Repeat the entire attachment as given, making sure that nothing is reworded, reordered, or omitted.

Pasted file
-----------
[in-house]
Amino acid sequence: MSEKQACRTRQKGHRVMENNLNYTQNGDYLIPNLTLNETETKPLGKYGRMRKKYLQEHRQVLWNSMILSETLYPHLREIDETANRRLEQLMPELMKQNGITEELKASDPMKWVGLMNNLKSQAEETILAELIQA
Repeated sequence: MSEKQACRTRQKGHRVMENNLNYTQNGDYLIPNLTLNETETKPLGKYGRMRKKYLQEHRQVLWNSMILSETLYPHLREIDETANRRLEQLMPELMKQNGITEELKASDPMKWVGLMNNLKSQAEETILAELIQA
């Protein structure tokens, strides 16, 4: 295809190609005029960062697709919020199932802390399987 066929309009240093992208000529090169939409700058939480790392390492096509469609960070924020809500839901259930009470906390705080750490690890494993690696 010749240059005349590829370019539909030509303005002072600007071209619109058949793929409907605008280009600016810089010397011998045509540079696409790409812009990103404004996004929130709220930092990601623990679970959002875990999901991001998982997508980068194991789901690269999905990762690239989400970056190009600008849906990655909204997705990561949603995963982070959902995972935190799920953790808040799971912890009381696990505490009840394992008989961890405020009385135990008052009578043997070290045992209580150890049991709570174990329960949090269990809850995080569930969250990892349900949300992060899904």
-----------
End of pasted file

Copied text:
[in-house]
Amino acid sequence: MSEKQACRTRQKGHRVMENNLNYTQNGDYLIPNLTLNETETKPLGKYGRMRKKYLQEHRQVLWNSMILSETLYPHLREIDETANRRLEQLMPELMKQNGITEELKASDPMKWVGLMNNLKSQAEETILAELIQA
Repeated sequence: MSEKQACRTRQKGHRVMENNLNYTQNGDYLIPNLTLNETETKPLGKYGRMRKKYLQEHRQVLWNSMILSETLYPHLREIDETANRRLEQLMPELMKQNGITEELKASDPMKWVGLMNNLKSQAEETILAELIQA
């Protein structure tokens, strides 16, 4: 295809190609005029960062697709919020199932802390399987 066929309009240093992208000529090169939409700058939480790392390492096509469609960070924020809500839901259930009470906390705080750490690890494993690696 010749240059005349590829370019539909030509303005002072600007071209619109058949793929409907605008280009600016810089010397011998045509540079696409790409812009990103404004996004929130709220930092990601623990679970959002875990999901991001998982997508980068194991789901690269999905990762690239989400970056190009600008849906990655909204997705990561949603995963982070959902995972935190799920953790808040799971912890009381696990505490009840394992008989961890405020009385135990008052009578043997070290045992209580150890049991709570174990329960949090269990809850995080569930969250990892349900949300992060899904």